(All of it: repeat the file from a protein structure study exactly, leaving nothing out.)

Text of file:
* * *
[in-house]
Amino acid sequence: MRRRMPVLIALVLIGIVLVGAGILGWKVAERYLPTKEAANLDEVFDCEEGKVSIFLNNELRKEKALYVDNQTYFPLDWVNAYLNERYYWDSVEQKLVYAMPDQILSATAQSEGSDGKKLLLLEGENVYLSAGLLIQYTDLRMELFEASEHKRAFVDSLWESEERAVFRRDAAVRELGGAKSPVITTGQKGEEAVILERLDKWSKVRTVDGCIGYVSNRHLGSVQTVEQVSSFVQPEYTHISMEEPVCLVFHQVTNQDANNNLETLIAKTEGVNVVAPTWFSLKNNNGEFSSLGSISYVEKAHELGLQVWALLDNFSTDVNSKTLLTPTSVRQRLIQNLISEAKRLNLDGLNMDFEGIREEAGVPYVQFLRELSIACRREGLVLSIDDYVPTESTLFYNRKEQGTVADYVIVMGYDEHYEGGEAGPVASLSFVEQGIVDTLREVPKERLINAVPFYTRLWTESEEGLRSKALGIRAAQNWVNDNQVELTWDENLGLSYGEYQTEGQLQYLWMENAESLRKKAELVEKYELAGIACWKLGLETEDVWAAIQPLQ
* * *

[in-house]
Amino acid sequence: MRRRMPVLIALVLIGIVLVGAGILGWKVAERYLPTKEAANLDEVFDCEEGKVSIFLNNELRKEKALYVDNQTYFPLDWVNAYLNERYYWDSVEQKLVYAMPDQILSATAQSEGSDGKKLLLLEGENVYLSAGLLIQYTDLRMELFEASEHKRAFVDSLWESEERAVFRRDAAVRELGGAKSPVITTGQKGEEAVILERLDKWSKVRTVDGCIGYVSNRHLGSVQTVEQVSSFVQPEYTHISMEEPVCLVFHQVTNQDANNNLETLIAKTEGVNVVAPTWFSLKNNNGEFSSLGSISYVEKAHELGLQVWALLDNFSTDVNSKTLLTPTSVRQRLIQNLISEAKRLNLDGLNMDFEGIREEAGVPYVQFLRELSIACRREGLVLSIDDYVPTESTLFYNRKEQGTVADYVIVMGYDEHYEGGEAGPVASLSFVEQGIVDTLREVPKERLINAVPFYTRLWTESEEGLRSKALGIRAAQNWVNDNQVELTWDENLGLSYGEYQTEGQLQYLWMENAESLRKKAELVEKYELAGIACWKLGLETEDVWAAIQPLQ